The goal of this research is to study trabecular bone microarchitecture during growth and development, producing new quantitative and structural knowledge about the development and remodeling of normal trabecular structure as demonstrated in a subadult archaeological skeletal sample from the Late Prehistoric Ohio Valley. Cancellous bone microarchitecture has a predictable relationship to functional and external loading patterns applied throughout ontogeny and maturity. This factor makes it potentially attractive for the bioarchaeological study of long-term loading history reflecting physical activity and human behavior combined with growth and development. Relatively little research has been directed toward the structure of and variation in trabecular bone during ontogeny, creating a deficiency in the foundation upon which trabecular bone adaptation can be used bioarchaeological inferences. This research project tests hypotheses characterizing the temporal sequence and variation in trabecular bone volume fraction and degree of anisotropy as a reflection of growth and development, as associated with the timing and acquisition of normal functional activities (crawling, initial bipedal gait, and independent physical activities), and as associated with changing body mass.

    The Late Prehistoric archaeological site SunWatch (33-My-57) is a Fort Ancient village on the floodplain of the Great Miami River in Dayton, Ohio. Excavations have demonstrated a circular, organized, agricultural settlement characterized by a central plaza with a central post complex and concentric rings of burials, storage/trash pits, and wattle and daub, thatch-roofed houses.  A skeletal sample of 40 subadult proximal tibiae has been selected from 109 subadult skeletons based on preservation, absence of pathological conditions, and dental developmental stages. Four age groupings are used (0.0 –24 years). Analysis consists of nondestructive microCT scanning of the proximal metaphyseal tibia demonstrating the microarchitectural trabecular structure; quantitative 3-D structural analyses using finite element modeling will develop structural parameters (bone volume fraction BV/TV and degree of anisotropy DA). The expectations of this study are to provide quantitative morphological and scan-image data on sequential ontogenetic changes in human trabecular bone structure in a single archaeological skeletal sample from the Late Prehistoric Ohio Valley, highlighting the dynamic relationships between growth/development, general functional activities, and trabecular distribution/architecture.

    Initial data consist of proof-of-method test scans performed on two subadult tibial samples of differing ages from an Ohio Late Prehistoric population. The proximal tibiae were scanned with the HRXCT scanner at the CT/UT (University of Texas at Austin) facility and structural analysis (Quant3D) performed; distinct differences in BV/TV and DA are observed. The results are demonstrated in figures 1-4: Figures 1 and 2- (sample 409, 4 y/o), thin relatively densely-packed trabeculae (higher BV/TV = 0.45) and two planar orientation (low DA) the strongest being closer to superior- inferior; Figures 3 and 4- (sample 401, 8 y/o), thicker, but relatively less dense (lower BV/TV= 0.24), more aligned trabeculae in a predominantly anterior-posterior orientation (higher DA). These scans indicate that age-related changes in trabecular bone volume and anisotropy from subadult archaeological remains can be demonstrated by the proposed methodology and that a temporal sequence of ontogenetic trabecular morphological change, based on scan data, can be quantified.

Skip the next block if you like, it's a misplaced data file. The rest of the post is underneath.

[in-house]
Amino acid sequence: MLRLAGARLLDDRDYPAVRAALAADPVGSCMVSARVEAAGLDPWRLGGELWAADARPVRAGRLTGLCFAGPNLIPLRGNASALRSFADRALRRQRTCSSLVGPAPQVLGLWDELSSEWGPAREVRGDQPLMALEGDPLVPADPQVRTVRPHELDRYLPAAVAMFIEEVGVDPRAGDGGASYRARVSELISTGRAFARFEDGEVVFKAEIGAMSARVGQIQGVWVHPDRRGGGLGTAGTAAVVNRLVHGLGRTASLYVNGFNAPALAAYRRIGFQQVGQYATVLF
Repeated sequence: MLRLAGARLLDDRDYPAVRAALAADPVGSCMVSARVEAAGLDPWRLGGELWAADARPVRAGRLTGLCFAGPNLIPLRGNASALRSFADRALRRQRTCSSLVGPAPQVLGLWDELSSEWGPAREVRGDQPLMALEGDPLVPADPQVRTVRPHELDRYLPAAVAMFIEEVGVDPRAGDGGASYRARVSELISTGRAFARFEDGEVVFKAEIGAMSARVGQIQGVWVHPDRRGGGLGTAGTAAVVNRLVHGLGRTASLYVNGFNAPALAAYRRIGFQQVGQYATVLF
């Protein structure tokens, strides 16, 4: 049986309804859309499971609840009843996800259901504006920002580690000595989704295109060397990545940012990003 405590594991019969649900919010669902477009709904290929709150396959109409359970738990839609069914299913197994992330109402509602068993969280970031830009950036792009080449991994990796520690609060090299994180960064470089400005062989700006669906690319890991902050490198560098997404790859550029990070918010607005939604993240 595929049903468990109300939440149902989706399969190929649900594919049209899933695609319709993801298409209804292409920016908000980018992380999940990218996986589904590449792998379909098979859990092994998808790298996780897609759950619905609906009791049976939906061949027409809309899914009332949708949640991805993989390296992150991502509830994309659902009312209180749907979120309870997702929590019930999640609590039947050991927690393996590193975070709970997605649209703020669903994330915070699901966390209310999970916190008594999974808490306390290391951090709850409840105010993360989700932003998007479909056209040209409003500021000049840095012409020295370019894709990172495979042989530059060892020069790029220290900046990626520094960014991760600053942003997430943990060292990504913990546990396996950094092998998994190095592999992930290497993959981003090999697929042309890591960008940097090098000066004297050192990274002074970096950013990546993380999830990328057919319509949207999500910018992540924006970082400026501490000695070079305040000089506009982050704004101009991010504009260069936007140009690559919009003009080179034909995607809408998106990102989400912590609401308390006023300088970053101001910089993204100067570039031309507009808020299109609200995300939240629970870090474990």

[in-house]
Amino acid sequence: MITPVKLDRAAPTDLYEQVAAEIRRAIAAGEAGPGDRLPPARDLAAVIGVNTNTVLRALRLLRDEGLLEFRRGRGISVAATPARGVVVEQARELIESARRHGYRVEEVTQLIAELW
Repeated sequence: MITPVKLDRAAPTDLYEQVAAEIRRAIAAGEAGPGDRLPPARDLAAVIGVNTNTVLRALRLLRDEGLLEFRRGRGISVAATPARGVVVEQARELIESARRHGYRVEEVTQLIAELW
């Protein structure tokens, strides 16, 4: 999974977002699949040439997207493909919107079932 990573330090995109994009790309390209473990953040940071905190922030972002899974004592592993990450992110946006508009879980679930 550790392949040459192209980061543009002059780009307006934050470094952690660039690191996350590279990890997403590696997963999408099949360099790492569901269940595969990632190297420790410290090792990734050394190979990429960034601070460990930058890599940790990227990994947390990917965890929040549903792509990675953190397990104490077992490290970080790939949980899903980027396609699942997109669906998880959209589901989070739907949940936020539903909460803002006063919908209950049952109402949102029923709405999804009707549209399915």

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Figure 1: Scan slice just distal to proximal epiphyseal plate.
 

 

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Figure 2: Quant3D representing multi-planar trabecular orientation.

 

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Figure 3: Scan slice just distal to proximal epiphyseal plate.

 

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Figure 4: Quant3D representing anisotropic anterior-posterior aligned trabeculae.
 

    This study represents a natural experiment of human ontogeny, mechanical loading, and trabecular bone. The intellectual merit centers on the potential of using recent advances in mechanobiological modeling, non-invasive micro-imaging techniques, and finite element computational methodologies to advance understanding of socially structured human behavior, environmental influences, and skeletal response during ontogeny in ancient subadult populations. While this study is focused on the problem of ontogenetic changes in trabecular bone, the applicability of the project design can form the foundation for expanded comparative studies in physical anthropology, skeletal biology, growth and development, and bioarchaeology.

    Cancellous bone analysis is situated within the broad framework of research in musculoskeletal biology with society-wide implications in the areas of skeletal adaptation in varying genetic and environmental settings, serious public health conditions (osteoarthritis and osteoporosis), and skeletal regenerative and implant investigations. This study enhances the infrastructure of research by incorporating recent technological and methodological advances, fostering a multidisciplinary approach towards understanding skeletal biology, and augmenting relevance to biocultural studies of ancient and recent populations.

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